Republicans’ haste leading to flawed tax legislation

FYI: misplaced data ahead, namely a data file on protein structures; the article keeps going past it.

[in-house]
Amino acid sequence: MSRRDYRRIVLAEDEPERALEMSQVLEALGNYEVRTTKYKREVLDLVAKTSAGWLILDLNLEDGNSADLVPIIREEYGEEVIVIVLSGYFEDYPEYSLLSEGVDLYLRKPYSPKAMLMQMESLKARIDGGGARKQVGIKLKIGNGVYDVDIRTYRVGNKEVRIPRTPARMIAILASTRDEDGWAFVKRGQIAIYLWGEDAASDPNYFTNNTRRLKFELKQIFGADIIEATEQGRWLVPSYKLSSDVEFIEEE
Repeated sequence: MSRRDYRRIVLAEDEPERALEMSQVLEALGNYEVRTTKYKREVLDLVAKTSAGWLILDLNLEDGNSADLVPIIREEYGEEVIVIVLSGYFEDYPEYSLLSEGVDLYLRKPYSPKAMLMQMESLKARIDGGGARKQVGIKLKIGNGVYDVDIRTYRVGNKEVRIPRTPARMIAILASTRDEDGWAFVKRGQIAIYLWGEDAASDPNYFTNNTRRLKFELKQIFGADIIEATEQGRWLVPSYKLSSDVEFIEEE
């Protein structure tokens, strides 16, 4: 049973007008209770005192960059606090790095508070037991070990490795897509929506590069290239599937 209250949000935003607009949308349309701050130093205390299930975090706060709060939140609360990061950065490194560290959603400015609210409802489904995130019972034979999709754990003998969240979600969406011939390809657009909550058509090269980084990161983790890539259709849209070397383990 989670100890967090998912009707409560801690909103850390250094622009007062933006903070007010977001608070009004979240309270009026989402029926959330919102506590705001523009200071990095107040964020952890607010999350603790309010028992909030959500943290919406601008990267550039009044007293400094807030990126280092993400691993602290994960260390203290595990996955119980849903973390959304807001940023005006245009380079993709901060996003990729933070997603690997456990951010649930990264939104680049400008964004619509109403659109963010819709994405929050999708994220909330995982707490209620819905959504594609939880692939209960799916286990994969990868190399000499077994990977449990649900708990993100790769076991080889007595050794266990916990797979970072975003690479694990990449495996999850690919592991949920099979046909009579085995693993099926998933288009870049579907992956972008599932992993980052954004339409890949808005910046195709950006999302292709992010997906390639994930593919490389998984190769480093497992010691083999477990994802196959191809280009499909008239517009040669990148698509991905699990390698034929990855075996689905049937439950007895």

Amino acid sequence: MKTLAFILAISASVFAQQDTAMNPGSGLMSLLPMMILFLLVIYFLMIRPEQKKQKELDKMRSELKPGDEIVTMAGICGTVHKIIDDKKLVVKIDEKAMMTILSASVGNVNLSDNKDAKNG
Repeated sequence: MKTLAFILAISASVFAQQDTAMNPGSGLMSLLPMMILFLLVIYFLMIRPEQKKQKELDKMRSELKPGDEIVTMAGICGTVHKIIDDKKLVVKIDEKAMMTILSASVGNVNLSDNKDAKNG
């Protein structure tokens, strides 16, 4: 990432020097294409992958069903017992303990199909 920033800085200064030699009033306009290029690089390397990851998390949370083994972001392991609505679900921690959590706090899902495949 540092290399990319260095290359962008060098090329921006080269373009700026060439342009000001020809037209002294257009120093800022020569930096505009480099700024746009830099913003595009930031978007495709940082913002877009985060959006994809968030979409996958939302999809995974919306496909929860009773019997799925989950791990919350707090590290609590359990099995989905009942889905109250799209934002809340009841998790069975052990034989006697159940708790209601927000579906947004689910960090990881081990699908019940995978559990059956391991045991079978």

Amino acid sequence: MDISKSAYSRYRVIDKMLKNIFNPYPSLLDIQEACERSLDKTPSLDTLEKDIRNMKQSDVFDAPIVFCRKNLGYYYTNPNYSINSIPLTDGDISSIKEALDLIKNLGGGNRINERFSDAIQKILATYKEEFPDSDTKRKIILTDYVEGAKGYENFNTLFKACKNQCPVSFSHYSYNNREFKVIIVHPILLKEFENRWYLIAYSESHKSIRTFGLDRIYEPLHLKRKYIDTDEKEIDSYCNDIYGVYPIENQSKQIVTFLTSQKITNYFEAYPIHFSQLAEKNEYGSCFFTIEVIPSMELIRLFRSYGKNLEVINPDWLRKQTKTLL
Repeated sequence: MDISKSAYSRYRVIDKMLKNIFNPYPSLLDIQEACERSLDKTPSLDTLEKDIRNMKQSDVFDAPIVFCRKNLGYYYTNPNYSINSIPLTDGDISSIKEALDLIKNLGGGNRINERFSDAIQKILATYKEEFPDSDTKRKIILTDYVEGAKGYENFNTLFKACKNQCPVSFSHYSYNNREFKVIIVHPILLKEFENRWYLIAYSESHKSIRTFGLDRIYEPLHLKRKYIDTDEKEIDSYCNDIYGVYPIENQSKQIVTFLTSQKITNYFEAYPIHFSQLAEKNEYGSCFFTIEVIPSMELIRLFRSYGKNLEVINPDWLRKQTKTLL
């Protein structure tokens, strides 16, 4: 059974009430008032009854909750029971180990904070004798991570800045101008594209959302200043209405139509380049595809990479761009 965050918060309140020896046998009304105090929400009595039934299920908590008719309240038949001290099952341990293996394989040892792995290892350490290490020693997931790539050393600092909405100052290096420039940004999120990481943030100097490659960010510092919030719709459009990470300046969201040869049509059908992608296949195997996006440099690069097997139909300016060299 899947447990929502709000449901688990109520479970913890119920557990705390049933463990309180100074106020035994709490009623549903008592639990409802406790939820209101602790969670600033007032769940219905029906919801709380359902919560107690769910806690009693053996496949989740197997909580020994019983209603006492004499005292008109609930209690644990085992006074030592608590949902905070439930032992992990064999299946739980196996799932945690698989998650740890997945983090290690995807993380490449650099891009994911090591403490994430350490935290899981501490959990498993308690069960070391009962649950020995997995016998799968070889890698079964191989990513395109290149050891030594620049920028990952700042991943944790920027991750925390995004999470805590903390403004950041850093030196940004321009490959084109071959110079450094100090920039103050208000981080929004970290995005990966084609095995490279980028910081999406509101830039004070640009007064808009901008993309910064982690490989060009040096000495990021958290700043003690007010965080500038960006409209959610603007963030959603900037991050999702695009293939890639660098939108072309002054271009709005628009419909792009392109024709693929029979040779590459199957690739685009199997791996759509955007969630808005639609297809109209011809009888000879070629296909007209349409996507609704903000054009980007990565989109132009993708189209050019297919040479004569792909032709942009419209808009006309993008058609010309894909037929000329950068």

first_imgLikewise, the House version would stop allowing taxpayers to take a deduction for medical expenses that exceed 10 percent of their income.That would hurt middle- and working-class families.On matters small and large, Republican leaders have deliberately left no time for definitive congressional analysis of the economic and social fallout.Then they’ve summarily dismissed research by respected outside groups like the Tax Policy Center, which has found that the legislation decisively tilts to the well-to-do — by 2027, the wealthiest 1 percent would get 60 percent of the benefits, the group says — and that by 2027, tens of millions of middle-class families would pay higher taxes.The Senate bill has a provision for triggering automatic additional corporate tax cuts in the unlikely event that revenues exceed expectations.On Tuesday, Republicans inserted a so-called “backstop” provision that would limit tax cuts years from now if there’s a revenue shortfall.Details weren’t provided and it’s probably more of a vote-getting device than a substantive check on ballooning deficits. Sen. Ron Wyden, the panel’s senior Democrat who was amenable to a bipartisan tax-reform deal. Instead, the seven-term Utah lawmaker, under pressure to retire next year, went small, expensive and partisan.Stephen Shay, a Harvard University law school lecturer, tax lawyer and former Treasury official, has predicted that the rushed legislation “will be rife with undiscovered loopholes that increase the windfalls and scope of the deficit.”The Finance Committee did hold an Oct. 3 hearing, he noted, but it lacked substance and was “irrelevant except to permit the committee majority to say a hearing was held.”Overall, Shay writes, “There is a pervasive failing in the bill to introduce guardrails around substantial rate reductions that would effectively police the many new boundaries between rate differences that the bill creates.”Some provisions are included to score cheap political points. Conservatives targeted higher education, elite liberal institutions in their book, with taxes on the endowments of better-off colleges and on the tuition waivers graduate students receive for working as researchers or teaching assistants.There were no hearings that weighed the effect of these measures.University officials claim they would reduce research and cut financial assistance for middle-income students — at a time the federal government is cutting back in the same areas. Over the summer, Republican leaders brushed aside Sen. John McCain’s call for “regular order” to consider what soon became a failed effort to repeal the Affordable Care Act. Regular order involves dozens of hearings in which different views can be ventilated, along with deep analysis in a bipartisan spirit.Politically motivated haste has now produced an equally reckless tax effort.On a macro level, it’s not going to produce the promised economic growth.It can be expected to add at least $1.7 trillion to the deficit in 10 years and worsen income inequality.It’s no surprise the House legislated on a partisan basis; that’s long been the way it does business.But the Senate ought to be a different story.Sen. Orrin Hatch, R-Utah, who leads the Finance Committee, could have tried to work with Oregon Categories: Editorial, OpinionAny major tax bill has unintended consequences and hidden loopholes.But the current Republican tax effort just bristles with such potential miscues.It’s a slipshod product, legislated with minimal transparency and analysis and with a premium on partisan politics.The Senate is slated to vote very soon on a tax bill that’s similar to the one the House passed on Nov. 16.Both call for huge tax cuts, primarily for corporations and upper-income individuals, with little, sometimes nothing, for many middle-class taxpayers.Both parade as tax reform, but do little to reorganize the tax system as the last real tax reform did in a bipartisan measure passed in 1986.The legislation has been rushed so fast through a short-circuited lawmaking process that if it’s successful, many of the politicians who voted for it may find themselves shocked to discover what they’ve done. Sponsors contend that tax cuts benefiting the middle class that are slated to expire in 10 years actually will be extended by a future Congress.If that’s true, what they don’t acknowledge is that these future cuts would add even more to the deficit, bringing pressure for significant spending reductions.The only big available targets are entitlements like Social Security and Medicare, or military spending.That’s why there should be a clear path for deficit hawks like Republican Sens. Bob Corker of Tennessee and Jeff Flake of Arizona, or defense hawks like McCain, to send this bill back to the Finance Committee for real hearings, review, debate and analysis.That’s called regular order.Albert R. Hunt is a Bloomberg View columnist and former executive editor of Bloomberg News.More from The Daily Gazette:EDITORIAL: Urgent: Today is the last day to complete the censusEDITORIAL: Find a way to get family members into nursing homesEDITORIAL: Beware of voter intimidationEDITORIAL: Thruway tax unfair to working motoristsFoss: Should main downtown branch of the Schenectady County Public Library reopen?last_img read more